#ExceptionalCareers Series: Giving You the Edge for Success

11/12/2014 06:26 pm ET Updated Dec 06, 2017

I've had the privilege of engaging with hundreds of remarkable undergraduates and graduate students while working at Duke University's Fuqua School of Business. One thing that they all desire -- but struggle to attain -- is a clear understanding of what it takes to chart and sustain a successful career. And why shouldn't they want this? Careers are our livelihood. They usually consume more than half of our waking hours and all too often, what we do is how others have come to define who we are.

I still remember vividly, the anxiety and the tremendous sense of failure during my senior year in college. As we moved towards graduation, everyone around me seem so certain what their next steps were and what their vocations were sure to be. My best friends were going to medical school, law school, doctoral programs, and other friends were heading into investment banking, consulting, and top companies.

I felt rudderless. And I had no idea what the next steps were, knowing only that I aspire to a great career, to make my mark on the world and falling awfully short of it all.

So here's the secret that no one really ever tells you -- this career anxiety and feeling of falling short -- they never really go away....

In my work at the Fuqua/Coach K Leadership and Ethics Center (COLE)>, I've also had the privilege of engaging with leaders across industries, sectors, and domains -- from CEOs, generals, partners of major firms, champion athletes, directors of major initiatives, and homemakers who are partners to their spouses in building successful organizations.

They are all leading exceptional lives and careers. So what defines an exceptional career?

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I posed this question first to dear friend and mentor, Frances Hesselbein (pictured). Frances is the CEO and President of the Hesselbein Institute and former CEO of the Girl Scouts of USA. In her career, she had co-shaped the army's leader development model, was the first woman on the cover of BusinessWeek, turned down a cabinet position from President Ronald Reagan because the Girls Scouts needed her during their time of transformation and who, for half of her career was a "homemaker". This is her answer:

An exceptional career is one that provides an opportunity to serve. It is a satisfying career in which you can't wait to get up in the morning to begin! You have a sense of purpose and mission. You know why you do what you do. It is a response to a call to serve. Once we do that, everything flows positively. When I choose what I do, I ask, does it make a difference?

When I asked this question of others, a pattern began to emerge in their answers. The very best people -- the ones who move mountains and inspire confidence in you to do the same -- those leaders have all built exceptional careers.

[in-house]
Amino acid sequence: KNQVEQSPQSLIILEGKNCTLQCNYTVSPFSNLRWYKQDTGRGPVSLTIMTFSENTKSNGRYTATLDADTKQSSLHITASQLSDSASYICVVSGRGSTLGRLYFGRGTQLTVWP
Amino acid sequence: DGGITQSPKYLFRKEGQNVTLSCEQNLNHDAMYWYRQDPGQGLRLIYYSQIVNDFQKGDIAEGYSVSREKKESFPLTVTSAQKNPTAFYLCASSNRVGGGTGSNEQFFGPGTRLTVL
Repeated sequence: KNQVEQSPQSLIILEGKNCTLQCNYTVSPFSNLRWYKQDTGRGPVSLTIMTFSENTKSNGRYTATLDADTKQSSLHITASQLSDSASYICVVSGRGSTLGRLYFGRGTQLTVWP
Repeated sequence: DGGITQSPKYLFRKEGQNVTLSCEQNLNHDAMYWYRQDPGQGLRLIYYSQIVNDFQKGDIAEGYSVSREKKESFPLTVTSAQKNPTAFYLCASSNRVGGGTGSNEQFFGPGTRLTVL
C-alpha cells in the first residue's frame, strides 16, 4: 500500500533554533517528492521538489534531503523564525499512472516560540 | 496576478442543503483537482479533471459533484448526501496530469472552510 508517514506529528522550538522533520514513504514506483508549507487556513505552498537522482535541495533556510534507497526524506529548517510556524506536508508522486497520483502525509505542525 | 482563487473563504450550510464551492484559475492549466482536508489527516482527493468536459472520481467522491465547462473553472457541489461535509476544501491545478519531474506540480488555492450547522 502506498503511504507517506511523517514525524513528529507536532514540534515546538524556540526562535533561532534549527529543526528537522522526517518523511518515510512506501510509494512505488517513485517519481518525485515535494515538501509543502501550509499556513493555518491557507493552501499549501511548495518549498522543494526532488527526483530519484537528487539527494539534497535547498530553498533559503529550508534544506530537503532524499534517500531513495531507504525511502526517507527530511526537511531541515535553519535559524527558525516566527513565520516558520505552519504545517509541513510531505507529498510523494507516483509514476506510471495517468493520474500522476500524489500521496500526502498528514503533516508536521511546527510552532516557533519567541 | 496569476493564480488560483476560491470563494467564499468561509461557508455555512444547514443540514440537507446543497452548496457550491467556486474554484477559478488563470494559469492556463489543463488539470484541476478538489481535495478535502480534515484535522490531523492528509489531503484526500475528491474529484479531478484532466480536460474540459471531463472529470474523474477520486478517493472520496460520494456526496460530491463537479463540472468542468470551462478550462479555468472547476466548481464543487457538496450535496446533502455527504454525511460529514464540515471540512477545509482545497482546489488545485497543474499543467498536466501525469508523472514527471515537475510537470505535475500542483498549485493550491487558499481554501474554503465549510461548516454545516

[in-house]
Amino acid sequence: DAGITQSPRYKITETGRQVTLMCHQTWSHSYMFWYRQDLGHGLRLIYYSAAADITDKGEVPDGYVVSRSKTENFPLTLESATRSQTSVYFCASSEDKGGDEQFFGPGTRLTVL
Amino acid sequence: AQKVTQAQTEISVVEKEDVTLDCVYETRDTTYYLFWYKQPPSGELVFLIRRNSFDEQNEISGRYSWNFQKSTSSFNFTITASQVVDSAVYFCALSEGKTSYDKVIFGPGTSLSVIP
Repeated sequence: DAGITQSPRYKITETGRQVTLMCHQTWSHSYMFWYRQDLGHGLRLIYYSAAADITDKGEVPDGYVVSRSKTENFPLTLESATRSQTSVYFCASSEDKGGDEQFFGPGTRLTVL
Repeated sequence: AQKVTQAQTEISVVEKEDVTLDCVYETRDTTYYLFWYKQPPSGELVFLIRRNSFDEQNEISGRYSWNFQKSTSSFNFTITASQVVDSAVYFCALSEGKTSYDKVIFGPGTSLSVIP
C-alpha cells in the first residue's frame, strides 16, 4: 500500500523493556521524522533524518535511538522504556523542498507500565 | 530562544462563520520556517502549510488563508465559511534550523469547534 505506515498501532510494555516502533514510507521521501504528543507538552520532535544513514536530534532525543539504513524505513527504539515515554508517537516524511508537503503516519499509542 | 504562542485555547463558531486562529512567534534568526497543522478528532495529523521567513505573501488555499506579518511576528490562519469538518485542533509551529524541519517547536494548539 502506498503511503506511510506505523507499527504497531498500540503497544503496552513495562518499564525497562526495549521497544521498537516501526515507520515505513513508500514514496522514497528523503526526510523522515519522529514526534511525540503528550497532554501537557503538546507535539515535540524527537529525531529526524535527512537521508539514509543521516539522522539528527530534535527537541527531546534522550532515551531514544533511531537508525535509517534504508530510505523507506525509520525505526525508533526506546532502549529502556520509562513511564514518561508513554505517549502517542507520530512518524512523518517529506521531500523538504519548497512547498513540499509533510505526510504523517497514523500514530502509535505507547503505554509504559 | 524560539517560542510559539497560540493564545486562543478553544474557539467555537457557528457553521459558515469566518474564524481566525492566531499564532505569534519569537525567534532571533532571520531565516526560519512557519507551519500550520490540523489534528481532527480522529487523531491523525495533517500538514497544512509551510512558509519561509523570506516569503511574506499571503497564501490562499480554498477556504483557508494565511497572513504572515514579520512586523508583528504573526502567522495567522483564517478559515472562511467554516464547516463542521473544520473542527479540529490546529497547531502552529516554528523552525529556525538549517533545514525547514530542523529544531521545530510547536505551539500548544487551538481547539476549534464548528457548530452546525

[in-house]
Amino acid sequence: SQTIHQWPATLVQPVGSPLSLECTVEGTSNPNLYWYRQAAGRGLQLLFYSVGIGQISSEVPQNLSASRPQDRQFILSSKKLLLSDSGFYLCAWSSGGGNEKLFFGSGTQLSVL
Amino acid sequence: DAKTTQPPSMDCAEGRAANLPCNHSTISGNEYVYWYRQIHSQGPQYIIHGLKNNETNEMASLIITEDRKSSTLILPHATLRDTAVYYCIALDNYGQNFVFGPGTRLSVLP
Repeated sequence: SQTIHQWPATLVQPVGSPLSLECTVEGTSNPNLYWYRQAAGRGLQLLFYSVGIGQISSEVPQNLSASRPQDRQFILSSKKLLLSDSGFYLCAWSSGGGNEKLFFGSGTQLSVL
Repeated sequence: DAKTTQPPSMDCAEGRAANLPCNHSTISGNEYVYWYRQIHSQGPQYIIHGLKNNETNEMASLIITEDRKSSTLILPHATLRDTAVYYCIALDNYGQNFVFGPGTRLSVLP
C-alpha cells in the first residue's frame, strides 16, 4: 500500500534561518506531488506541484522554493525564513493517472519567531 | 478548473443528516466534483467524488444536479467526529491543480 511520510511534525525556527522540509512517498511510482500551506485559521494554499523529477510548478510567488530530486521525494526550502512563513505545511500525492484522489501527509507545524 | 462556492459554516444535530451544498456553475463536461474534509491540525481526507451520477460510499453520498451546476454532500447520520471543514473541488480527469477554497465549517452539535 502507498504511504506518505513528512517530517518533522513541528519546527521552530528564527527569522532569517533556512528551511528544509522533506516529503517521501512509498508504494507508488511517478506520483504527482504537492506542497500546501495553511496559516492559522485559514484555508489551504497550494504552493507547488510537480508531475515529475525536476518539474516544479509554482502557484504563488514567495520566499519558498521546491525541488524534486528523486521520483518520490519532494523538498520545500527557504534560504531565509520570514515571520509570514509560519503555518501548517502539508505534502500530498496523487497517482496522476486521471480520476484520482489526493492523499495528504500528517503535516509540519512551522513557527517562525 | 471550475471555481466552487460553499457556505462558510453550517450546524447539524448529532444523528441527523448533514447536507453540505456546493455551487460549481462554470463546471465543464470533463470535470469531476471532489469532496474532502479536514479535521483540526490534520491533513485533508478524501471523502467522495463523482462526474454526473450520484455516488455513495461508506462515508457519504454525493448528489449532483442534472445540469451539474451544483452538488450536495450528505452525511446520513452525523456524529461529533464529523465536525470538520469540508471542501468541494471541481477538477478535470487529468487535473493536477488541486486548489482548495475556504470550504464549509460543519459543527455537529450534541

But they are defined by an understanding of who they are and what they stand for, and by a purpose and desire to shape the world for the better in a consequential way.

And because the definitions for success transcend the checkboxes of dollars or titles earned, and is instead, about making a difference - the chase never ends.

So while that career anxiety never goes away, it is framed by a different meaning, shaped by a different sense of self, and propelled by a different purpose.

So this Exceptional Careers Series will give you actionable tips, insights and an edge for building an exceptional career. An exceptional career is not solely defined by the title or salary, but by a larger set of factors that lead to career satisfaction. It is one marked by service, growth, purpose, and meaning.

To this end, we will have short advice and how-to pieces, interviews with successful leaders, and reader Q&A. Many of the pieces will be co-shaped by my students and the leaders in our network. We also want this to be co-created with you -- so write in the comments, questions that you'd like to see answered or ideas. You can also tweet at me @SanyinSiang.

This is a series for all of us, by all of us.

If in reading or thinking about questions, this series should change the way you look at careers or success - great! I hope this series will help you develop an intrinsic definition of success rather than let success be defined by others.

There will be new content on the second and fourth Wednesday of each month. Different from the other pieces in my blog, each title in this series will begin with the words #ExceptionalCareers.

Let's start the conversation. #ExceptionalCareers

For other great resources, check out Live In the Grey, and The Daily Muse. Know of a great site that's talking about redefining success? Share it with us!